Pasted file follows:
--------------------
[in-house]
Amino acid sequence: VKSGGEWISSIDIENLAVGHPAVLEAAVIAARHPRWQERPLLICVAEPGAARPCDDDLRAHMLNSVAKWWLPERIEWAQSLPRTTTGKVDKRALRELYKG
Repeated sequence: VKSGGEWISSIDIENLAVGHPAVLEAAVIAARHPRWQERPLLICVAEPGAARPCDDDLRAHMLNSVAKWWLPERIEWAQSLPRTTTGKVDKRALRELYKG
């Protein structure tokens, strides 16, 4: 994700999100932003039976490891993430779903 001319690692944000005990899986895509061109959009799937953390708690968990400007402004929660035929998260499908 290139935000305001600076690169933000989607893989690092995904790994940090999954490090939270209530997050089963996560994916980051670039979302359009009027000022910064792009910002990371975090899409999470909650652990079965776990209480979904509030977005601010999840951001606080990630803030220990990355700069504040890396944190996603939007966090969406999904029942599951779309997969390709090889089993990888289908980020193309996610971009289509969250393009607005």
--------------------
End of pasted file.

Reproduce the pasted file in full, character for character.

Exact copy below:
[in-house]
Amino acid sequence: VKSGGEWISSIDIENLAVGHPAVLEAAVIAARHPRWQERPLLICVAEPGAARPCDDDLRAHMLNSVAKWWLPERIEWAQSLPRTTTGKVDKRALRELYKG
Repeated sequence: VKSGGEWISSIDIENLAVGHPAVLEAAVIAARHPRWQERPLLICVAEPGAARPCDDDLRAHMLNSVAKWWLPERIEWAQSLPRTTTGKVDKRALRELYKG
């Protein structure tokens, strides 16, 4: 994700999100932003039976490891993430779903 001319690692944000005990899986895509061109959009799937953390708690968990400007402004929660035929998260499908 290139935000305001600076690169933000989607893989690092995904790994940090999954490090939270209530997050089963996560994916980051670039979302359009009027000022910064792009910002990371975090899409999470909650652990079965776990209480979904509030977005601010999840951001606080990630803030220990990355700069504040890396944190996603939007966090969406999904029942599951779309997969390709090889089993990888289908980020193309996610971009289509969250393009607005």